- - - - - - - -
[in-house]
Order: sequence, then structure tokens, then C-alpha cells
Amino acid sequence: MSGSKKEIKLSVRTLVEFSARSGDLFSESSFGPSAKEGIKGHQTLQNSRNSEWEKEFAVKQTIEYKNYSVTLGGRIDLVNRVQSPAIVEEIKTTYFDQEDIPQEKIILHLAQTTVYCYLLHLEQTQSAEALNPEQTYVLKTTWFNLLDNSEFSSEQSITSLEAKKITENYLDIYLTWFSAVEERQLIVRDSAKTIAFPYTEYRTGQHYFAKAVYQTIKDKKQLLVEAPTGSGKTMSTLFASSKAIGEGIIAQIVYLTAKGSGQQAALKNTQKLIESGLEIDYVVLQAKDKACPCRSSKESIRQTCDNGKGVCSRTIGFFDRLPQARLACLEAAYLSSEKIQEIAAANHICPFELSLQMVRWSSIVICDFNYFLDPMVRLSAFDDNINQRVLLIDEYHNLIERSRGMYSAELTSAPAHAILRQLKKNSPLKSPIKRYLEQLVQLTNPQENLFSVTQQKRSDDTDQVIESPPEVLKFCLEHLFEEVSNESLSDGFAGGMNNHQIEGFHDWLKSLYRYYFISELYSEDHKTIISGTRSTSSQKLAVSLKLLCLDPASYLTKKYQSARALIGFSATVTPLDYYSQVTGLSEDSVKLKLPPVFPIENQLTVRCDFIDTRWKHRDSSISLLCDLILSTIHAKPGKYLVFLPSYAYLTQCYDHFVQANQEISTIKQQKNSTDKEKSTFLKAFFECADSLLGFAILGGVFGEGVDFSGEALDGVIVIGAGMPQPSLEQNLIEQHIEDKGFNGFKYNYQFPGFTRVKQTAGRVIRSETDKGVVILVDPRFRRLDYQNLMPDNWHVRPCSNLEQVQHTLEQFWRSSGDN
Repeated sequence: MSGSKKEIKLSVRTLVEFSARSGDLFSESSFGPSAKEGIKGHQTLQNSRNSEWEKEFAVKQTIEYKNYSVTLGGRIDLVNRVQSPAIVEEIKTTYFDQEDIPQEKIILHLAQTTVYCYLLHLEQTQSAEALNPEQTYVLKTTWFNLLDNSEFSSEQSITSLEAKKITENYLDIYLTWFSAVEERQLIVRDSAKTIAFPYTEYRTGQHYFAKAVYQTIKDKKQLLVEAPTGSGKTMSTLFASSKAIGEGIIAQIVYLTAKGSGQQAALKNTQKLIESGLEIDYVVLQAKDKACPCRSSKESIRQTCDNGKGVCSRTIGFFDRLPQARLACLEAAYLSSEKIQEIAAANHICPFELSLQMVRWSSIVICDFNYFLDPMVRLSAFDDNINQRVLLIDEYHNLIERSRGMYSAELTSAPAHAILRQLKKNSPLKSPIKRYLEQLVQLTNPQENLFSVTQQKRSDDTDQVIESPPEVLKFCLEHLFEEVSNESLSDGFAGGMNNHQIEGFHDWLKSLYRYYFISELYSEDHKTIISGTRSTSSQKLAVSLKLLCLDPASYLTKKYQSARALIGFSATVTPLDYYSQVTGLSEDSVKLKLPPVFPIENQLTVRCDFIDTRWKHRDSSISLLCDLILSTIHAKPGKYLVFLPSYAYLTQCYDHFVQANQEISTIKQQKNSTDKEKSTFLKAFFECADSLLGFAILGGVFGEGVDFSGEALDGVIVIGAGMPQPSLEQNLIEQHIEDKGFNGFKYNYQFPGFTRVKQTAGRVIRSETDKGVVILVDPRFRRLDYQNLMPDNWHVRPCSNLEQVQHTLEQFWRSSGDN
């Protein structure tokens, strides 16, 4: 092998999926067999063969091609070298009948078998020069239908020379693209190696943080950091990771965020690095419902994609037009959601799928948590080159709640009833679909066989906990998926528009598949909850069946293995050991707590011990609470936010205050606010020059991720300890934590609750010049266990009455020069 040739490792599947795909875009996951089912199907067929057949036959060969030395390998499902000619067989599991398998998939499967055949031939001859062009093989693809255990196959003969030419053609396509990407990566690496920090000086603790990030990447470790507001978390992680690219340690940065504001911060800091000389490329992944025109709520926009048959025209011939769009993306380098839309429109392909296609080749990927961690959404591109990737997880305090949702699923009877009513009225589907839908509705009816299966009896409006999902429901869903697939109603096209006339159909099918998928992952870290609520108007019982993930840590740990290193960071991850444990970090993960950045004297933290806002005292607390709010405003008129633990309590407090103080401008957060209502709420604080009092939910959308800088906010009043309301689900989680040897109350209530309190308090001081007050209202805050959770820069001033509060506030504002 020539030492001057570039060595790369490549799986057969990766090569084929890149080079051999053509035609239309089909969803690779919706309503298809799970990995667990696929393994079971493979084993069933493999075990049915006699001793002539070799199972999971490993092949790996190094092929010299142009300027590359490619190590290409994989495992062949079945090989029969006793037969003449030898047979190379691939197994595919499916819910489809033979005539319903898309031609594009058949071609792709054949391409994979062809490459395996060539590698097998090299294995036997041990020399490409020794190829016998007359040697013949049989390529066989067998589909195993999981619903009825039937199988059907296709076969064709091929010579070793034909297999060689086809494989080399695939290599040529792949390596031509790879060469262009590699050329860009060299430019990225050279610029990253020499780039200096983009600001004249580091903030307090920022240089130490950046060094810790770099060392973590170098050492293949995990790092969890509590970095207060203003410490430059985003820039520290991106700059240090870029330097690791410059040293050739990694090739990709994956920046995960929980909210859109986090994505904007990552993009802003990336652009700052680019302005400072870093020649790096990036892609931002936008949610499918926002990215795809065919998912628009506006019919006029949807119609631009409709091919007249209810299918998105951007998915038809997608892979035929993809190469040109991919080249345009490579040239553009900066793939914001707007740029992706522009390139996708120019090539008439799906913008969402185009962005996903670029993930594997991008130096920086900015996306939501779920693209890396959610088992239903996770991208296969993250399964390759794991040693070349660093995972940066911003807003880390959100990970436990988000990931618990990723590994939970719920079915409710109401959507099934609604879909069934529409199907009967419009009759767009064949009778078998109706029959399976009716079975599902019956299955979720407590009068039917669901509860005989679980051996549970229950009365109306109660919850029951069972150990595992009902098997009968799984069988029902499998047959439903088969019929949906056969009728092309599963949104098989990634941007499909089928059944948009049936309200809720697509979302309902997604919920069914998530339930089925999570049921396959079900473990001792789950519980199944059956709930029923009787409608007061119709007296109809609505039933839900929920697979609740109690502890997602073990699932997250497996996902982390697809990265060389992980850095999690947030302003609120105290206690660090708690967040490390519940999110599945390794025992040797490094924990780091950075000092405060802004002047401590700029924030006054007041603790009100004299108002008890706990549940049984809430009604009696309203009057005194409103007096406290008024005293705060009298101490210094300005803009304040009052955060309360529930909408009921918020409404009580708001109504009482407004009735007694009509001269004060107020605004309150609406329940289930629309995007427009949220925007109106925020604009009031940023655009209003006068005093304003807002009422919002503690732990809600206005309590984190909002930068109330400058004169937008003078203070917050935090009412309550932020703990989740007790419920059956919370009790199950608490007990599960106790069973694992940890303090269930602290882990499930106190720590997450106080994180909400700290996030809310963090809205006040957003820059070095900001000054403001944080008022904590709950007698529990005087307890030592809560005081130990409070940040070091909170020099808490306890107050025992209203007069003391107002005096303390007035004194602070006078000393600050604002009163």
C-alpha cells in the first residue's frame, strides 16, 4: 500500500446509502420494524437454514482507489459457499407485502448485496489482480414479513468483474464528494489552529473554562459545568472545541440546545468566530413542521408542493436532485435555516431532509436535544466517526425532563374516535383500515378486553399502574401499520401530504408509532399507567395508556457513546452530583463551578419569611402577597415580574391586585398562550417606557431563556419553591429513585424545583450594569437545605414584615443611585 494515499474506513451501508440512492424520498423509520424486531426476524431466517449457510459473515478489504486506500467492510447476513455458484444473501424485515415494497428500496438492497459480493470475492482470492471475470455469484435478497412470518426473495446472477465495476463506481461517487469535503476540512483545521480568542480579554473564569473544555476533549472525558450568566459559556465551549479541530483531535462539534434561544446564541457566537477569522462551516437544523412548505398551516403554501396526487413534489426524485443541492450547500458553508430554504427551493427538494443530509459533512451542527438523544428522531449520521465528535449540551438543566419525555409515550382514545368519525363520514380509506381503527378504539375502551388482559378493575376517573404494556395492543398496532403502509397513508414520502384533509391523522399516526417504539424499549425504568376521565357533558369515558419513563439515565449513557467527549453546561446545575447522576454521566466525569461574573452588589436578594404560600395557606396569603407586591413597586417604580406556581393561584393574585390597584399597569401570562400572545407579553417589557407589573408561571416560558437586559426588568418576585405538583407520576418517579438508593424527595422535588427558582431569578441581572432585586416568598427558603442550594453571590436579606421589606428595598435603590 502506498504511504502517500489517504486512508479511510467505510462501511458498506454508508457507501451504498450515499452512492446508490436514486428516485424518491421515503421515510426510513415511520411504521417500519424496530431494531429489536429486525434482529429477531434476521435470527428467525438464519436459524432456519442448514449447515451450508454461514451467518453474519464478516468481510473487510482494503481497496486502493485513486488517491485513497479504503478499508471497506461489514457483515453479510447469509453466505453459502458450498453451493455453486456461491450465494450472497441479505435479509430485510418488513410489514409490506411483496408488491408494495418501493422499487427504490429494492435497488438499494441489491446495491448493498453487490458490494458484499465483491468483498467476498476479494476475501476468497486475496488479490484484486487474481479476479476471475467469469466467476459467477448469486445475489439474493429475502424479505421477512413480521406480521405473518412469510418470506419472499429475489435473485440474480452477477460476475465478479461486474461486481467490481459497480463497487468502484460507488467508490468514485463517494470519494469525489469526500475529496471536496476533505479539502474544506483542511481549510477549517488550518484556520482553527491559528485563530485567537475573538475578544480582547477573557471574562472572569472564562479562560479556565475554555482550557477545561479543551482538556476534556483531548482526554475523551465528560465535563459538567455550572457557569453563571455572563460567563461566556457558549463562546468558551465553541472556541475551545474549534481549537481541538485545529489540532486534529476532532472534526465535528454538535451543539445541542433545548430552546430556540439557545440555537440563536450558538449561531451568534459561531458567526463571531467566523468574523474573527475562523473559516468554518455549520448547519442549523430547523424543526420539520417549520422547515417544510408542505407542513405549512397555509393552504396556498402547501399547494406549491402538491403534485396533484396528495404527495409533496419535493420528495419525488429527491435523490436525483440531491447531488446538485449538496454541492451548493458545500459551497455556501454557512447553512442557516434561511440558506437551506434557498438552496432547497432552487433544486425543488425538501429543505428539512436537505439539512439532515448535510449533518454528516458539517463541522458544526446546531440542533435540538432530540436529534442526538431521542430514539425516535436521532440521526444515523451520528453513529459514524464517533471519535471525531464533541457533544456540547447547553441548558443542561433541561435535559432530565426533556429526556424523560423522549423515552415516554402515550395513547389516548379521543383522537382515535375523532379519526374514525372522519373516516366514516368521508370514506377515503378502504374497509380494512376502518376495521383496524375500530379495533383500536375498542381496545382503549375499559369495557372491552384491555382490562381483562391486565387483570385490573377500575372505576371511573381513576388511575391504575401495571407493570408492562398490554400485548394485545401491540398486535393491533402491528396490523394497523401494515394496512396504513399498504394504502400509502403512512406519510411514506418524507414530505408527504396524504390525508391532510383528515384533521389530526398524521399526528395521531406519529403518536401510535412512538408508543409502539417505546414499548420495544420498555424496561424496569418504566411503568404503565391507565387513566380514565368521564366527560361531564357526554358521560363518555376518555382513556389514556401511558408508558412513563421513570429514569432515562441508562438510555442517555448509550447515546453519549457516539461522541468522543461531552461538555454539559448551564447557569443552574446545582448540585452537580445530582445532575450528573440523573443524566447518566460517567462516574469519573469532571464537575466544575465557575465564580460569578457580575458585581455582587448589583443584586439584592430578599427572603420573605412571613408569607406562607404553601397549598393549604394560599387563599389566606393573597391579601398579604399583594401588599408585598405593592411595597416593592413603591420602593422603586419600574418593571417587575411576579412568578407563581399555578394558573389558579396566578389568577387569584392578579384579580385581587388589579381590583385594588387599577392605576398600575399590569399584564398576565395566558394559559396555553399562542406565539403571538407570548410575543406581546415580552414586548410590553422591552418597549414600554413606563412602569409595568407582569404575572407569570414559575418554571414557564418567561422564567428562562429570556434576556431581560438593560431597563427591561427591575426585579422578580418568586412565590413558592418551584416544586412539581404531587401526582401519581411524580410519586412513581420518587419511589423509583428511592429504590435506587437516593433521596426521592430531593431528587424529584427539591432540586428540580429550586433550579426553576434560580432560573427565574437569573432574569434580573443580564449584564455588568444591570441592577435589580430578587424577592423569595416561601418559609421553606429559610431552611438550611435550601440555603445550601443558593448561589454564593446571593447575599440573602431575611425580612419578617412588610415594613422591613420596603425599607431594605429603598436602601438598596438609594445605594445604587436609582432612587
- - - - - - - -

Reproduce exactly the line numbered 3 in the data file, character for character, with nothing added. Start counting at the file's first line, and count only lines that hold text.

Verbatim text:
Amino acid sequence: MSGSKKEIKLSVRTLVEFSARSGDLFSESSFGPSAKEGIKGHQTLQNSRNSEWEKEFAVKQTIEYKNYSVTLGGRIDLVNRVQSPAIVEEIKTTYFDQEDIPQEKIILHLAQTTVYCYLLHLEQTQSAEALNPEQTYVLKTTWFNLLDNSEFSSEQSITSLEAKKITENYLDIYLTWFSAVEERQLIVRDSAKTIAFPYTEYRTGQHYFAKAVYQTIKDKKQLLVEAPTGSGKTMSTLFASSKAIGEGIIAQIVYLTAKGSGQQAALKNTQKLIESGLEIDYVVLQAKDKACPCRSSKESIRQTCDNGKGVCSRTIGFFDRLPQARLACLEAAYLSSEKIQEIAAANHICPFELSLQMVRWSSIVICDFNYFLDPMVRLSAFDDNINQRVLLIDEYHNLIERSRGMYSAELTSAPAHAILRQLKKNSPLKSPIKRYLEQLVQLTNPQENLFSVTQQKRSDDTDQVIESPPEVLKFCLEHLFEEVSNESLSDGFAGGMNNHQIEGFHDWLKSLYRYYFISELYSEDHKTIISGTRSTSSQKLAVSLKLLCLDPASYLTKKYQSARALIGFSATVTPLDYYSQVTGLSEDSVKLKLPPVFPIENQLTVRCDFIDTRWKHRDSSISLLCDLILSTIHAKPGKYLVFLPSYAYLTQCYDHFVQANQEISTIKQQKNSTDKEKSTFLKAFFECADSLLGFAILGGVFGEGVDFSGEALDGVIVIGAGMPQPSLEQNLIEQHIEDKGFNGFKYNYQFPGFTRVKQTAGRVIRSETDKGVVILVDPRFRRLDYQNLMPDNWHVRPCSNLEQVQHTLEQFWRSSGDN